When I met Alex at the Ranana beerfest (hosted by Shenkin pub sponsored by Beer and Beyond) I was once again struck by the pure simplicity of it all. Yes there is a growing beer scene in Israel, I’ve been banging on about that to anyone who would give me half a chance. This includes variations of branding and identities, beer styles and ingredients, large and smaller scale brew houses; to home kits. But there is something about a name like ‘Taekonbeer’ which seems so refreshingly bizarre that you really don’t need Alex to be standing in front of you explaining whats behind the name. To elaborate further, if your a guy who has a passion for good beer and also for shouting ancient Asian war cries while flinging your limbs about the place with deadly efficiency – then why not bung some malt, and other ingredients into a pot and start sharing the love?
For Alex, it really is that simple. Add to the equation time to get the recipe right, experimenting with some other styles, a bit of cash for bottling and a British dude with a remarkable beer tooth and excellent writing skills…and here we are, tasting the “Field of Hops” – an American Pale Ale (APA).
First off, I must express satisfaction at getting a full pint. I know the mechanics of running a brewery in Israel mean that 330ml bottles are the norm, but for whatever reason, this one was not and I appreciated it greatly. You will get a cloudy bronzed body with evidence of yeast floating about and sticking to the bottom. This beer has a lovely creamy whipped head; stubborn as hell so be prepared to wipe it off your nose when you get to drinking. I love that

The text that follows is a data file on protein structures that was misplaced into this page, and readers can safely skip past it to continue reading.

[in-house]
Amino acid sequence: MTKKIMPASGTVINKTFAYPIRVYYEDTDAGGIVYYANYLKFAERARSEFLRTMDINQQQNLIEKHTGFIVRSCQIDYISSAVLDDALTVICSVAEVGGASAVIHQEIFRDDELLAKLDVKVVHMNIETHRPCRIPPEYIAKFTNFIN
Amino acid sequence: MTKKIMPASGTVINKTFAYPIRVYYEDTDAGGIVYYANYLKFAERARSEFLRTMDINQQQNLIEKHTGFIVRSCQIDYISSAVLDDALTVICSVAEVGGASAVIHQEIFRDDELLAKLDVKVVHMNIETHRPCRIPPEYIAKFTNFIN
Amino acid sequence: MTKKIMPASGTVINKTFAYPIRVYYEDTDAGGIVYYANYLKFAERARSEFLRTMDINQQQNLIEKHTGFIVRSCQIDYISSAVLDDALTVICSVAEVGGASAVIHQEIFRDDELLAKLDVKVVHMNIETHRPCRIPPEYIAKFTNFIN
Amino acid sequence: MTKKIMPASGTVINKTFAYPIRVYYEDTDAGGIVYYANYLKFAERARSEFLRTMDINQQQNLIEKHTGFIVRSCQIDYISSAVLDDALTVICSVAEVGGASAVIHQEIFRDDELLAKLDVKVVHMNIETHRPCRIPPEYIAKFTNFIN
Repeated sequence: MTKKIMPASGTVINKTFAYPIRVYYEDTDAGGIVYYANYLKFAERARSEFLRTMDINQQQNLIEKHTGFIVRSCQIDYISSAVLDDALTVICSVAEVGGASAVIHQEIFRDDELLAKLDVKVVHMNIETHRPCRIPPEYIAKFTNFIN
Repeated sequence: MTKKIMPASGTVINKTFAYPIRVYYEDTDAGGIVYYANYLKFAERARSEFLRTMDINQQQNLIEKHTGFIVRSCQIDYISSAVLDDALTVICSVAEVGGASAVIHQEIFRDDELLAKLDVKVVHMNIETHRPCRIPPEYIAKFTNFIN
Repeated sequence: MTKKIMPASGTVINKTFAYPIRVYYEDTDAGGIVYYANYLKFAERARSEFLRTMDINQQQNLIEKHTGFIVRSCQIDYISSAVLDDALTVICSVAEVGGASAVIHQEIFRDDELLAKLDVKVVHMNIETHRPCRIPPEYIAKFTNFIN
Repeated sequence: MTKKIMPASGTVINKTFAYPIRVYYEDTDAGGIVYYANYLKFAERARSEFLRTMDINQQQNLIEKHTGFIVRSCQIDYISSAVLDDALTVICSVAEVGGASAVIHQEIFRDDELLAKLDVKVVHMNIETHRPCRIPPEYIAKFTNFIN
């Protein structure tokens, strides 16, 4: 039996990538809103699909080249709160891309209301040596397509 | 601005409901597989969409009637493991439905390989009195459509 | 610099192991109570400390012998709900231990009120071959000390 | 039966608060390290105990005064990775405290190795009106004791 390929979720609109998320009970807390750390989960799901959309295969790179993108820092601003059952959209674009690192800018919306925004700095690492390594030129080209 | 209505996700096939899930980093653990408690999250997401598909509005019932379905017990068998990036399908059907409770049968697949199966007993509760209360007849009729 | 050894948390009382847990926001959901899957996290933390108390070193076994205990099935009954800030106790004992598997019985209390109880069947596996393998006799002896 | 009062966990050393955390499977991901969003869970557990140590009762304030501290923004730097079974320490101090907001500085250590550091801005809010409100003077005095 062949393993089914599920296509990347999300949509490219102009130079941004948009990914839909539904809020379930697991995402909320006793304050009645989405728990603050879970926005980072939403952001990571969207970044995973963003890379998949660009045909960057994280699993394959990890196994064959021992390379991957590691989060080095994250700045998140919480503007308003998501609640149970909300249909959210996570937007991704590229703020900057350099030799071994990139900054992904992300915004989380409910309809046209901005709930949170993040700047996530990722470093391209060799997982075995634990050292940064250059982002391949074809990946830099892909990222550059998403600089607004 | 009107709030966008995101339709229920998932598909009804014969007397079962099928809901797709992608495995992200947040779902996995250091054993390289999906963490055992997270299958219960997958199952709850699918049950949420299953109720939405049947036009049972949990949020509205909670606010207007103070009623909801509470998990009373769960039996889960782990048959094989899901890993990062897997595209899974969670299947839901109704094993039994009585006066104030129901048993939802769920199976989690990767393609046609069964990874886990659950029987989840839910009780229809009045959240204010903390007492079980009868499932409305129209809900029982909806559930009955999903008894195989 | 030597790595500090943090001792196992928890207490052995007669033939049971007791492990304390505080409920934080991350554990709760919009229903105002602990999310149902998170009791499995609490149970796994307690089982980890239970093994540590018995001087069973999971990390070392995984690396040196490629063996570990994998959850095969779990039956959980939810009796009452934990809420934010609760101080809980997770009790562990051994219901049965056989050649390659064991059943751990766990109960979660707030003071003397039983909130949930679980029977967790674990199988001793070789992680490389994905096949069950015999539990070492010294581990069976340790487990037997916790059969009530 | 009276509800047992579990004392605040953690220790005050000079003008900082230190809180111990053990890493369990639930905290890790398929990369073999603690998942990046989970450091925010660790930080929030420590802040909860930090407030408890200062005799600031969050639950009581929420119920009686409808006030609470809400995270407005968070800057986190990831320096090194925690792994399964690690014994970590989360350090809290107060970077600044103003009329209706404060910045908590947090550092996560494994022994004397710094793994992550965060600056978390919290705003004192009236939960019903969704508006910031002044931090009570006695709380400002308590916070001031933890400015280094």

Good hoppy aroma, very pale ale. Citrus, elder-flower and kumquat (if I spelled that right!)
Going on the assumption that the bitterness of an APA should be somewhere between a regular Pale Ale and an Indian Pale Ale, the jury is still out on “Field of hops”. This means that in my opinion the thermometer fell much closer to the Pale Ale than than the IPA, but I know there will be critics to express difference and claim to know beers in all 3 categories which mark all over the scale. I suppose this rather amounts to excitement for beer geeks. But for the rest of you, look out for the following:
Mouthfuls packed with fruity Citrus, hops, only a touch of bitterness. The kind of beer that is so fresh and sweet that your pint risks becoming a half-pint all too soon.
This is not a strong beer, its actually quite mild which makes it enjoyable both the beer fanatics and the more casual beer drinkers. I am glad I got a full pints worth of this beer, not to labour the point, but maybe the bigger breweries should be taking a leaf out of Alex’s book…between the pages about flooring your opponent with a single blow, and fermentation processes!
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